Compound Economic Growth and Atlas
by Gary North
If you are still a taxpayer, you are Atlas. I am Atlas. There will come a time when Atlas will shrug. I have written about this before:
When will he shrug? Before I can answer this, I want to discuss another factor, compound economic growth
COMPOUND ECONOMIC GROWTH
As residents of the West, we all know about the effects of compound growth. Beginning around 1800, Great Britain and the United States began to experience 2% economic growth per person per year. This spread to Europe by 1820. This phenomenon has created a new civilization. Nothing like it was dreamed of in 1800. We live in a world that was literally inconceivable in 1800.
As I have written before, no economist has yet published a definitive book on why and how this began where it did and when it did. Prof. Dierdre McCloskey’s third volume of The Bourgeois Era is supposed to present the evidence for a unique thesis: a change in rhetoric regarding the legitimacy of wealth, beginning around 1600 in the Netherlands and spreading to the British isles by 1700. The thesis is plausible, but we need to see the evidence.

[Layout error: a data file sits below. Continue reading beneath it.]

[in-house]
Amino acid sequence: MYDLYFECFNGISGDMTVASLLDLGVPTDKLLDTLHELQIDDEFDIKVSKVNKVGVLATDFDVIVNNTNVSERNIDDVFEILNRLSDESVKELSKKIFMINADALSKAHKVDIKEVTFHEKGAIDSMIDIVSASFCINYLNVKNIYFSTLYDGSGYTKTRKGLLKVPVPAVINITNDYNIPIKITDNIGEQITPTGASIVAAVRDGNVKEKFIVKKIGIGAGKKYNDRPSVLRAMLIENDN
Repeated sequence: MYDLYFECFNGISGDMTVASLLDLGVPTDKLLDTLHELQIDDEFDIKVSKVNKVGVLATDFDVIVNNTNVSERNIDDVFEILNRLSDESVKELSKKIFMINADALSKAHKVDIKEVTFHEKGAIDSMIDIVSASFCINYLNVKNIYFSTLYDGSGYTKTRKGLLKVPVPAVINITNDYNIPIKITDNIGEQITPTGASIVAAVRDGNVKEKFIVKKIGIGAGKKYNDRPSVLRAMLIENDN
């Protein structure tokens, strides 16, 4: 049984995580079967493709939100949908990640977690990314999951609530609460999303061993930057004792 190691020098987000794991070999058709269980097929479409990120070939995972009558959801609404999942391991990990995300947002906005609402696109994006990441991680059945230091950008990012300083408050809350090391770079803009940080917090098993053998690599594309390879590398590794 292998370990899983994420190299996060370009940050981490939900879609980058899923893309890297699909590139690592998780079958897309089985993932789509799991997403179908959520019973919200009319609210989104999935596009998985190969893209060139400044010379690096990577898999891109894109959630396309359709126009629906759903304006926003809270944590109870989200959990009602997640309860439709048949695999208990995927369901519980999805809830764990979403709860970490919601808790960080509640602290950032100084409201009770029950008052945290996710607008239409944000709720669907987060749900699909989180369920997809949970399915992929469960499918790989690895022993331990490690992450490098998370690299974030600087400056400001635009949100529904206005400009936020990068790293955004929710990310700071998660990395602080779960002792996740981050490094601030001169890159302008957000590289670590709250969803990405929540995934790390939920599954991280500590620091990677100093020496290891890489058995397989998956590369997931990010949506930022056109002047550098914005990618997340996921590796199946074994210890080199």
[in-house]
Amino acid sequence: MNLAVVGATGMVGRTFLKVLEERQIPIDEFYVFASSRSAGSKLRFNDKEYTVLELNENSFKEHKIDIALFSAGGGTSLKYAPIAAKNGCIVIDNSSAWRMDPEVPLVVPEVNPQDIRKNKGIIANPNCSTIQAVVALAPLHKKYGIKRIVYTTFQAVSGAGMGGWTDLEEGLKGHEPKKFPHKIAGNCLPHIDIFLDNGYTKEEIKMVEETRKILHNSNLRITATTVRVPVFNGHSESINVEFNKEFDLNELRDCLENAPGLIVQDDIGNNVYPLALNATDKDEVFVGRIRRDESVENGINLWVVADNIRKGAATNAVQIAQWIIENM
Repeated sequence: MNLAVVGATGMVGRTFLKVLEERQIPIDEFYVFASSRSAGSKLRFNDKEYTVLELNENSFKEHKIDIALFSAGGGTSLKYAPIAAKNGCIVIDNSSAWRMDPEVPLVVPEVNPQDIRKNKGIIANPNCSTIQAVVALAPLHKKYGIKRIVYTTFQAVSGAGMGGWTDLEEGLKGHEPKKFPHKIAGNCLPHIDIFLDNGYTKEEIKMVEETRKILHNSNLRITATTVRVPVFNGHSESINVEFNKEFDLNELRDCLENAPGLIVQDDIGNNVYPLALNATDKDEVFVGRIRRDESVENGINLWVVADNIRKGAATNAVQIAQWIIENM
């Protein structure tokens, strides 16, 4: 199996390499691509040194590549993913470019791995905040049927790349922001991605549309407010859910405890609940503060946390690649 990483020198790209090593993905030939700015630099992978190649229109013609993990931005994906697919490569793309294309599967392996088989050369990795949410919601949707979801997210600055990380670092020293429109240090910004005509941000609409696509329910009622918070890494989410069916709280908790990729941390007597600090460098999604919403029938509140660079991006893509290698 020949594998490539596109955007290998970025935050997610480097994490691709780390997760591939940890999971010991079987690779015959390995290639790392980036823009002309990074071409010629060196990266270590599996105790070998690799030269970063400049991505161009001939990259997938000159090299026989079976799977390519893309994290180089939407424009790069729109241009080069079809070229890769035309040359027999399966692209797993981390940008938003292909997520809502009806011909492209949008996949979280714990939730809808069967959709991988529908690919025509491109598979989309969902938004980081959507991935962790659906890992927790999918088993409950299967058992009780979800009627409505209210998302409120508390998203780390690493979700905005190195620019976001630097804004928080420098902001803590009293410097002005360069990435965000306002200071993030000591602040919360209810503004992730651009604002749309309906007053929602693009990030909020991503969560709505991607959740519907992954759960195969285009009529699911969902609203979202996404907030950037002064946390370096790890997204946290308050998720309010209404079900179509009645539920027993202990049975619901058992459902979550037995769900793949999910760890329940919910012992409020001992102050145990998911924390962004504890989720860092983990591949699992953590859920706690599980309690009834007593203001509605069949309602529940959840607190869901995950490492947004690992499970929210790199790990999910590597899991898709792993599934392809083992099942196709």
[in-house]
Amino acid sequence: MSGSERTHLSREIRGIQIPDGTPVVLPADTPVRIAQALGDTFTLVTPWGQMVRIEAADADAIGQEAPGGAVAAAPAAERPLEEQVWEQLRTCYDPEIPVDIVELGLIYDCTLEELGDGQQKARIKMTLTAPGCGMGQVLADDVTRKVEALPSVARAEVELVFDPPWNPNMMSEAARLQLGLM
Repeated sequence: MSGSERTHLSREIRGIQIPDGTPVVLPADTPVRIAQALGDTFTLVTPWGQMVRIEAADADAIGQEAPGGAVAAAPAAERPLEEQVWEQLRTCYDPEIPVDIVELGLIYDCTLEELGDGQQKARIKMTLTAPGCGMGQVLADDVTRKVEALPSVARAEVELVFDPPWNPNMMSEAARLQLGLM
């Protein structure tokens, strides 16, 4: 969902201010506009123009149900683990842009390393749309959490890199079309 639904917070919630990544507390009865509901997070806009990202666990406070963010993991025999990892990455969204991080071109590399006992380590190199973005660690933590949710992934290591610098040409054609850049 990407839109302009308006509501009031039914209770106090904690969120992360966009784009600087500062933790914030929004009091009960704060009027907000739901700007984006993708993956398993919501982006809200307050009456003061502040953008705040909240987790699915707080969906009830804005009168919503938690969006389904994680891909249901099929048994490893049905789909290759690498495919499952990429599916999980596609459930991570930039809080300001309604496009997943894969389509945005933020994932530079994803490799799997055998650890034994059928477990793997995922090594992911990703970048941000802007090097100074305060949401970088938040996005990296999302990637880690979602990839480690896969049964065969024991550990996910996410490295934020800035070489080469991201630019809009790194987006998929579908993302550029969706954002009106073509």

No one can perceive an increase of 2% per year. But, over time, he cannot miss the effects.
It was not clear to observers in Great Britain in 1820 that people were getting richer. Even in the early 1840s, this was not clear to critics of the Industrial Revolution, whether conservatives or radicals. But, by the great London exhibit in 1851, the intelligentsia knew. The man in the London street knew. The West had visibly entered a new era.
What is my point? This: in the early phase of any compounding process, the participants do not recognize the change. It takes time. Then, almost without warning, the results of the process become clear to almost everyone.